The sponsor of the effort, Marc Aveni, was quoted in an InsideNOVA article:
This issue will come back. Maybe not this year, maybe not next year but there’s no way that a resource like that in an area like this with the sense that it makes to open it up to public use will be denied for too long.
At some point, savvy politicians will identify how public use could provide benefits (or lower costs) for Manassas, and the issue will be re-opened. Recreational opportunities in still-suburbanizing Northern Virginia are valued, and locking up the lake will be recognized as excessively restrictive.
Members of the city council in Manassas will change over time. The last vote blocked a study that would have identified the risks and analyzed potential impacts of public use. The FUD campaign (fear, uncertainty, and doubt) to keep the lake closed may continue without any additional facts, but at some point the risks will be put into perspective and different city officials will reconsider the decision.
The Comprehensive Plan of Prince William County and the current long-range plan for the Virginia Railway Express (VRE) both propose extending VRE, but the extension would go west to Gainesville-Haymarket. There are no plans by Prince William or VRE to provide commuter service south of the Broad Run station at the Manassas Airport.1
Prince William did leave a tiny crack in the door. The map of Future Transit Alternatives (after 2030…) includes a Transitway (Transit Mode – TBD) south of Broad Run, along with a light rail system north on Manassas on Route 28, plus extension of Metrorail Orange Line to Gainesville and Blue Line to Potomac Mills. Any source of funding for such pipe dreams was conveniently ignored…2
Back in 2003, VRE’s long-range plan did propose extending commuter rail service past Broad Run to Nokesville and Bealeton/Remington. The Fauquier County Comprehensive Plan still reflects that dream. However, the VRE System Plan 2040 (issued in 2014) abandoned previous plans to extend the commuter rail system south into Fauquier County. Instead of listing grandiose visions as if money might appear miraculously during the next 25 years, the 2014 plan chose to be realistic about priorties and to “focus on markets within the existing service area.”3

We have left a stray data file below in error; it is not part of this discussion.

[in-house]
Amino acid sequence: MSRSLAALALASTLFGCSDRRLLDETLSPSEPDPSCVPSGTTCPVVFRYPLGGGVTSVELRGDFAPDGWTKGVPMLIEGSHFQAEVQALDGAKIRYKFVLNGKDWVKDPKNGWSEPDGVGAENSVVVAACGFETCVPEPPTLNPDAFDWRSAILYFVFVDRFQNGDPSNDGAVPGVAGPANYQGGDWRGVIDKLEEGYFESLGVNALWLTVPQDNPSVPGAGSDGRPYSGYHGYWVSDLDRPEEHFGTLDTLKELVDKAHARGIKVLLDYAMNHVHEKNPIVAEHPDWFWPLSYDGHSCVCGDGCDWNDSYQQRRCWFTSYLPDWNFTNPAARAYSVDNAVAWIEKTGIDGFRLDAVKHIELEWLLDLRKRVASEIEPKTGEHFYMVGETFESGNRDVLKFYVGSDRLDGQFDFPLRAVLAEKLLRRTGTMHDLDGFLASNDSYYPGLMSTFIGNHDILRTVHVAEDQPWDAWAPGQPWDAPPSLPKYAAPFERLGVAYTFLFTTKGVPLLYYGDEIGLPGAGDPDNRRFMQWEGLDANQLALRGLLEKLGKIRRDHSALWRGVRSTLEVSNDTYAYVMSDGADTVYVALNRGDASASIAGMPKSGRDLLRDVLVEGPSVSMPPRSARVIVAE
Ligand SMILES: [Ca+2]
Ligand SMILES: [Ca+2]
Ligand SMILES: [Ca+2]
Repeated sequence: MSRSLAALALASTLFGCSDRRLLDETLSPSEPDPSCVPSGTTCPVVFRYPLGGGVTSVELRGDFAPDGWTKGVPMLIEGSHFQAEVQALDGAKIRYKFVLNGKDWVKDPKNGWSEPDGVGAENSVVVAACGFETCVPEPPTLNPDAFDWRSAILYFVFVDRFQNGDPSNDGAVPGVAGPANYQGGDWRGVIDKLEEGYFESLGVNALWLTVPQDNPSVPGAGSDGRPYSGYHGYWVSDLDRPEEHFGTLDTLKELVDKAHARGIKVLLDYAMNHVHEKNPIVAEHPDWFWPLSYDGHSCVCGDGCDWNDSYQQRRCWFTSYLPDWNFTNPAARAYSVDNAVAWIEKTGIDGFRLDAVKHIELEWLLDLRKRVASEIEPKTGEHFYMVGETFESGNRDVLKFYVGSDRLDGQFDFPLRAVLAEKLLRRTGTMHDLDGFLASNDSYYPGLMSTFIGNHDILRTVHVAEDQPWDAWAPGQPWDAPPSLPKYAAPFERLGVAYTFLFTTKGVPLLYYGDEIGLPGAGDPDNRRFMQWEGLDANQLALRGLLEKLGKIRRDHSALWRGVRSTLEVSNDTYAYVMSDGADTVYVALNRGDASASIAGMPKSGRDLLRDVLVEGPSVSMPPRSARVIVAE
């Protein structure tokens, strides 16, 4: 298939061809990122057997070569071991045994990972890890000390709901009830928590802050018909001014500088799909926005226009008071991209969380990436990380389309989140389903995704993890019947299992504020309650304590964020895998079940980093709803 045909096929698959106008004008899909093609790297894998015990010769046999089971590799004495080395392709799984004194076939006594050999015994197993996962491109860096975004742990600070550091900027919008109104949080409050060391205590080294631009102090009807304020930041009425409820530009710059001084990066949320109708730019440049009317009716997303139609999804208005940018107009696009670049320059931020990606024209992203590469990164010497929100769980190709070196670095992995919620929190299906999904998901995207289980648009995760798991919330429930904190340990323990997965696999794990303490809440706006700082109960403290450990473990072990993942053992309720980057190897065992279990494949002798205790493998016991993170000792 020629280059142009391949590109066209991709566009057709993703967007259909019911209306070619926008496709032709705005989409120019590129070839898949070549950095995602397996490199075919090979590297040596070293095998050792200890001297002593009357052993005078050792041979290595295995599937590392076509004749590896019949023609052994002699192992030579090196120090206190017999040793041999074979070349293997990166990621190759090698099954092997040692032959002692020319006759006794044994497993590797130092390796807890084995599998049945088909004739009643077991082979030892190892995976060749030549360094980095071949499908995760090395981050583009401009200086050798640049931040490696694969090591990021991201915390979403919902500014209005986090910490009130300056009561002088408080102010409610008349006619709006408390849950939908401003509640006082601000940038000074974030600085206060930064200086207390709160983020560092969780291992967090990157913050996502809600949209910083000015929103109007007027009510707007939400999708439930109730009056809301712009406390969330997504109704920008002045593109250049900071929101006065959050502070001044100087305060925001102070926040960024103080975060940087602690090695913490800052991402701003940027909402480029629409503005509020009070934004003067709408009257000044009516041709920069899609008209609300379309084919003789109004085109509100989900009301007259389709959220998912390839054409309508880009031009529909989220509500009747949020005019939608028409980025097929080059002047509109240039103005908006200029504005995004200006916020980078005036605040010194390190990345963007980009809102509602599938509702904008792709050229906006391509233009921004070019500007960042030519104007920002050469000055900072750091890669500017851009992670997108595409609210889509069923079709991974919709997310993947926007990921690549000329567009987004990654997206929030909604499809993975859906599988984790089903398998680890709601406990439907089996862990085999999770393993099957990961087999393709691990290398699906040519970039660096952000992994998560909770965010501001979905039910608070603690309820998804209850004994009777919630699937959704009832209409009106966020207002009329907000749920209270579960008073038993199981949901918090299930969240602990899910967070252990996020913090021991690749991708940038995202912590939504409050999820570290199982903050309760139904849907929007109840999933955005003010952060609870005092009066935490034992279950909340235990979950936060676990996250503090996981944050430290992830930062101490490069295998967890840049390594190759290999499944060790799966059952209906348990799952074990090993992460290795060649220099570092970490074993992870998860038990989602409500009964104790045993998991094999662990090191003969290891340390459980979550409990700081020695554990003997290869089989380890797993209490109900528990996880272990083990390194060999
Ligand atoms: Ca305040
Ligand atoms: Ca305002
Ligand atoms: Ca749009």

VRE made a smart decision.
VRE’s Operations Board decision to build its capacity within its existing service area increases the potential of converting the commuter rail system into a transit system.
Tonight (November 12), the City of Manassas Finance Committee considered a proposal to study the risks involved in opening Lake Manassas to public use. The vote was 2-1 to reject funding a $45,000 study, but the entire City Council will consider it on November 24.
The lake remains closed to public use, with $80,000 or so spent annually for the city police to patrol the lake and issue trespass citations. Even adjacent property owners are banned from putting a canoe on the lake.
Members of City Council have expressed fear, uncertainty and doubt about the safety of the water supply if public use was allowed. Fairfax Water long ago decided that public use was OK; it permits boats and fishing on Occoquan Reservoir. Even motorboats zip across Lake Jackson, located between Lake Manassas and Occoquan Reservoir (and part of the water supply for Fairfax/eastern Prince William).
A scientific study could answer the questions regarding the risk of public use, and put those risks into context. The City Council should also consider the benefits of advertising Manassas through the lake.
In 2011, the city spent over $625,000 to support the 150th anniversary of the Battle of First Manassas. Manassas collected less than $50,000 in increased taxes from that event – less than 10% of its investment – but also calculated $240,800 in “publicity value” from the broadcast coverage (and additional value from print, radio and internet reports).
The city claimed the subsidy was a smart investment because “the Sesquicentennial had the potential to garner significant media coverage for the City of Manassas.”
Anglers and boaters spend money too – and regular media coverage associating Manassas with outdoor recreation might have a similar impact…